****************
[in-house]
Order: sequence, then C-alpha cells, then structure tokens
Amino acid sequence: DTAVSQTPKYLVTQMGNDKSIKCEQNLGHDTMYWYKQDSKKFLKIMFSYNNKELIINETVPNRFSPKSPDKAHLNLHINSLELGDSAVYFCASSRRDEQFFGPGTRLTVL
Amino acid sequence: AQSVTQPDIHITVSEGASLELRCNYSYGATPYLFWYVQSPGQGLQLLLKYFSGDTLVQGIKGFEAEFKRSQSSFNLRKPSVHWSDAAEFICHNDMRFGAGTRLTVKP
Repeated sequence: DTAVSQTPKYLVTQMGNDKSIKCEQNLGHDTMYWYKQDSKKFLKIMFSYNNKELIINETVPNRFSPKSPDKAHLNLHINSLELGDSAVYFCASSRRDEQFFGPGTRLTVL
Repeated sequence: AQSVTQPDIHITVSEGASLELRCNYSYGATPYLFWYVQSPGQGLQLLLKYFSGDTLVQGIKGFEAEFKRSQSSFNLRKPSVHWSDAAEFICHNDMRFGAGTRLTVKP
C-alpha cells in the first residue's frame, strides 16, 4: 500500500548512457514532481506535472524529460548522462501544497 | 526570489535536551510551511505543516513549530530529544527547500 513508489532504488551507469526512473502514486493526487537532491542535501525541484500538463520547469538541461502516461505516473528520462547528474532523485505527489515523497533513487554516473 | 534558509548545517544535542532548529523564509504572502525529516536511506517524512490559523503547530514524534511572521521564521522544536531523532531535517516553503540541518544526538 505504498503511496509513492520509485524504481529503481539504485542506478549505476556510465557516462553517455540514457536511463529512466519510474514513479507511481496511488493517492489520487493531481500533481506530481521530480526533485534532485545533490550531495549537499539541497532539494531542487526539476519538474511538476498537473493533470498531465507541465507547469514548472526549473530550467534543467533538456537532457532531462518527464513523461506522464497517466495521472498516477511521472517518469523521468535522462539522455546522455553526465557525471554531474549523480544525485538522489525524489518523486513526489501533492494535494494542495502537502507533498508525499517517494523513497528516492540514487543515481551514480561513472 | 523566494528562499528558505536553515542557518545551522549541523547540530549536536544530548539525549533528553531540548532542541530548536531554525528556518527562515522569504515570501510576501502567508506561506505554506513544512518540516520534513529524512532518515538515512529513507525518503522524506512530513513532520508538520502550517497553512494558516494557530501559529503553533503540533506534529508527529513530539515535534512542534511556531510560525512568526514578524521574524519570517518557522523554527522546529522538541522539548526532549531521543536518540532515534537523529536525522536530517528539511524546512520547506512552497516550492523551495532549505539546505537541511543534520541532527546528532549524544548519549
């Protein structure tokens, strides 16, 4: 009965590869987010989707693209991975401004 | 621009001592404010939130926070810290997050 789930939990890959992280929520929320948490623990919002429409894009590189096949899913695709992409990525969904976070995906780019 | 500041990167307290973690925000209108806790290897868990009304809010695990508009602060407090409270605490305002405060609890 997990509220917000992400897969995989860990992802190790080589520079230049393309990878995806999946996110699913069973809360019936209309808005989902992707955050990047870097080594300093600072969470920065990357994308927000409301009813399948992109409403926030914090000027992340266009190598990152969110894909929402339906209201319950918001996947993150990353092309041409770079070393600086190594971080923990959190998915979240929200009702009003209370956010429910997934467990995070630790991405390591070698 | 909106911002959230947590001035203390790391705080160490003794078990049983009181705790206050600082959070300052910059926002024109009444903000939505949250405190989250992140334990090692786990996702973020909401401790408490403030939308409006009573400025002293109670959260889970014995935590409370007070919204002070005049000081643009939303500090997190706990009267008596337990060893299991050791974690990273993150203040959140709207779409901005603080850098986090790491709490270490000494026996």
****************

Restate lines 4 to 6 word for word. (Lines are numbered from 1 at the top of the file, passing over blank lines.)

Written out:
Amino acid sequence: AQSVTQPDIHITVSEGASLELRCNYSYGATPYLFWYVQSPGQGLQLLLKYFSGDTLVQGIKGFEAEFKRSQSSFNLRKPSVHWSDAAEFICHNDMRFGAGTRLTVKP
Repeated sequence: DTAVSQTPKYLVTQMGNDKSIKCEQNLGHDTMYWYKQDSKKFLKIMFSYNNKELIINETVPNRFSPKSPDKAHLNLHINSLELGDSAVYFCASSRRDEQFFGPGTRLTVL
Repeated sequence: AQSVTQPDIHITVSEGASLELRCNYSYGATPYLFWYVQSPGQGLQLLLKYFSGDTLVQGIKGFEAEFKRSQSSFNLRKPSVHWSDAAEFICHNDMRFGAGTRLTVKP